The Met Gala Ball. Every year I'd follow it, just down the road from my apartment in New York City.
Fifteen minutes at a brisk jaywalk along Fifth Ave, across the invisible line dividing the bowels of Spanish Harlem from Manhattan's Upper East Side. So close/so far, etc. In five years I never quite managed an invite nor the $40,000 price of a personal ticket.
Please! I don't mean to generalise, but if I can tend any advice to my fellow beer-guzzling-and-rugby-loving-steel-capped-$10-buzzcut-no-appointment-necessary-I'll-have-the-steak-cooked-rare-cos-I-love-blood-fashionless contemporaries, take 15 minutes and check those Gala photos.
Even, if like me, you are a tasteless heathen and you have no friggin' idea which Kardashian daughter that is, you will be astonished by the physics and engineering, audacity and child-like creative expression of some outfits.
Unlike the Oscars, where everyone tries to look good, New York's big annual celebrity bash mixes glamorous people with a big old slug of madness. It's what I imagine a good hallucination might feel like.
Oh look! Here's Rihanna in a dress that looks like one of those honeycomb crepe paper birthday party decorations no one has the patience to unravel as nicely as the photo on the packet.
Oh look! Jaden Smith has shaved off his dreadlocks and is posing with his discarded hair. "It's my date!"
Puff Daddy is lying on the red carpet stairs. Does he have a hernia? Does that man need help? Stand down! It's a look. I think I get it, Diddy.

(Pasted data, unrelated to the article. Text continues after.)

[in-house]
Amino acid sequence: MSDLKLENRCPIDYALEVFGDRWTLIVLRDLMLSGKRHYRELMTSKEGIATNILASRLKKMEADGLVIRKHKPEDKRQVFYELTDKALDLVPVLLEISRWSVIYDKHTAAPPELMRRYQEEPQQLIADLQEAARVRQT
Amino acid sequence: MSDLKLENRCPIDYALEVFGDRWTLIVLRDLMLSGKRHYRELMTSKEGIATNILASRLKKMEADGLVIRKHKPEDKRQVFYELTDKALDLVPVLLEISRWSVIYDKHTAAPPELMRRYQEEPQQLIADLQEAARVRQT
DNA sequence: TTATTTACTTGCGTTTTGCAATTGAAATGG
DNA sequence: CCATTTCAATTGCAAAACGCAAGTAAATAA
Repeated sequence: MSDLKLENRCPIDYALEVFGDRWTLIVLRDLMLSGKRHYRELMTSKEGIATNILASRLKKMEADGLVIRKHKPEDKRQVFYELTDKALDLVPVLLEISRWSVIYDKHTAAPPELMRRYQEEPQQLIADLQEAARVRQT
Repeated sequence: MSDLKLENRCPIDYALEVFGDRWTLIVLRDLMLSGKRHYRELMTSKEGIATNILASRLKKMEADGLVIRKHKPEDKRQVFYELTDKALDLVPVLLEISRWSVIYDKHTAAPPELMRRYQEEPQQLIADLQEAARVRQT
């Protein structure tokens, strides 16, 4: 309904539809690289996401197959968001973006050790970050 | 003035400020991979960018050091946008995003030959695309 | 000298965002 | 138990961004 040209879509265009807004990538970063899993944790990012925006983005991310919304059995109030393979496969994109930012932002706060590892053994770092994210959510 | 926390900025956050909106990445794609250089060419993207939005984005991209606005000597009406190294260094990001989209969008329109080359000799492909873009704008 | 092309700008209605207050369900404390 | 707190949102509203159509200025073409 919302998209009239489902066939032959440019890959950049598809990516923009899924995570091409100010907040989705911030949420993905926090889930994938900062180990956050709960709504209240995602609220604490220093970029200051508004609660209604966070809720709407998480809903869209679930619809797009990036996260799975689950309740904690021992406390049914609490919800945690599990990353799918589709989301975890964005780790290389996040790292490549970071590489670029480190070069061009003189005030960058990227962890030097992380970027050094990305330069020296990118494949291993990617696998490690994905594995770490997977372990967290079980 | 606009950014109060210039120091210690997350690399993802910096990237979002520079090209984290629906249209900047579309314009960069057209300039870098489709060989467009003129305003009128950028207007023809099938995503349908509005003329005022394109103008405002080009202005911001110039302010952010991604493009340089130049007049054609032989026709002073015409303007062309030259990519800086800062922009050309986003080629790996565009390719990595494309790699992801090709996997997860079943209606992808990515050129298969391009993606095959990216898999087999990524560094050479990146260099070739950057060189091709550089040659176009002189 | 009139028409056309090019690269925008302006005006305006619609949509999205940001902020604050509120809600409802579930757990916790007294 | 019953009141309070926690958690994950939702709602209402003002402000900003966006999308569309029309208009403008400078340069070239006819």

Katy Perry arrives in a big red dress and a head veil with the word "witness" shaped out of little pipe cleaners and shiny things. She has a little mirror coming out of each side of her head like the side mirrors on my Corolla, facing the wrong way.
Solange Knowles arrives in a puffer jacket just like you'd buy at Kathmandu, except this one must be almost 3m long.
A woman named Helen Lasichanh wears a cubic outfit, which some fashion bloggers call visionary and others cruelly if somewhat accurately compare to Po, the fourth Teletubby.
Don't mistake me, I'm not being facetious. The Met Gala, even for the uninitiated and cultureless, makes for a fascinating orgy of fame, power, and artistic expression.
It's like Wearable Arts and the Oscars had a kid. It's the anti-bland. And if you do get lost in the millions of photos for a few minutes, you'll note one permeating trend. Nobody is smiling.
• Jack Tame is on NewstalkZB Saturdays, 9am-noon.